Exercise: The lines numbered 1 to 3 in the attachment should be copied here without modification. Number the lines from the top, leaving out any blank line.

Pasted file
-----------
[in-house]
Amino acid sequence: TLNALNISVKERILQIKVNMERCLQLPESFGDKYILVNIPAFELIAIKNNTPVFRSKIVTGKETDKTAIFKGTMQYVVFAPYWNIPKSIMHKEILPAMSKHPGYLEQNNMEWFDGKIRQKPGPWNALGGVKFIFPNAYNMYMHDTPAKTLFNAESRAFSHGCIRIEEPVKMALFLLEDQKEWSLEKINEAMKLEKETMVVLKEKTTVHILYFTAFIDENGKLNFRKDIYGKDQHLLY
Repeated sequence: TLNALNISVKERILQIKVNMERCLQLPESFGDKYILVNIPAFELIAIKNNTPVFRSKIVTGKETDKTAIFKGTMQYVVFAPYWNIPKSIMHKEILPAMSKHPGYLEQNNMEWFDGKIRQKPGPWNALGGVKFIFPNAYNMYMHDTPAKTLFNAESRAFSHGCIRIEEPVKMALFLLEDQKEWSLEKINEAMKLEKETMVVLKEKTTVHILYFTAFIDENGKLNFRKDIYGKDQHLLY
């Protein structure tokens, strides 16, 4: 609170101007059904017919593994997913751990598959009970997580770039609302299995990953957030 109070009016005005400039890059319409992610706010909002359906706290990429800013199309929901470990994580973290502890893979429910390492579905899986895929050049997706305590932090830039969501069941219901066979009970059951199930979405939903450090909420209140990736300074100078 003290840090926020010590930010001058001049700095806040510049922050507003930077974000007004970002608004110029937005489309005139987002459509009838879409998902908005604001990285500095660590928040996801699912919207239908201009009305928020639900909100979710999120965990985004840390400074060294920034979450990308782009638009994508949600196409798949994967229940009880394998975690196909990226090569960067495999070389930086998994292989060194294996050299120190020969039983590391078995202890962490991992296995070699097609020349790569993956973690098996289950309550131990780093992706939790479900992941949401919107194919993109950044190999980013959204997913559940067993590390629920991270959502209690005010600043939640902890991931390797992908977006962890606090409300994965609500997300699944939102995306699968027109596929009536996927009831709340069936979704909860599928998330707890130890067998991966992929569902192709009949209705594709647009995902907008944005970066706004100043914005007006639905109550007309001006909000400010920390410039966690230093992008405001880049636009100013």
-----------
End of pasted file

[in-house]
Amino acid sequence: TLNALNISVKERILQIKVNMERCLQLPESFGDKYILVNIPAFELIAIKNNTPVFRSKIVTGKETDKTAIFKGTMQYVVFAPYWNIPKSIMHKEILPAMSKHPGYLEQNNMEWFDGKIRQKPGPWNALGGVKFIFPNAYNMYMHDTPAKTLFNAESRAFSHGCIRIEEPVKMALFLLEDQKEWSLEKINEAMKLEKETMVVLKEKTTVHILYFTAFIDENGKLNFRKDIYGKDQHLLY
Repeated sequence: TLNALNISVKERILQIKVNMERCLQLPESFGDKYILVNIPAFELIAIKNNTPVFRSKIVTGKETDKTAIFKGTMQYVVFAPYWNIPKSIMHKEILPAMSKHPGYLEQNNMEWFDGKIRQKPGPWNALGGVKFIFPNAYNMYMHDTPAKTLFNAESRAFSHGCIRIEEPVKMALFLLEDQKEWSLEKINEAMKLEKETMVVLKEKTTVHILYFTAFIDENGKLNFRKDIYGKDQHLLY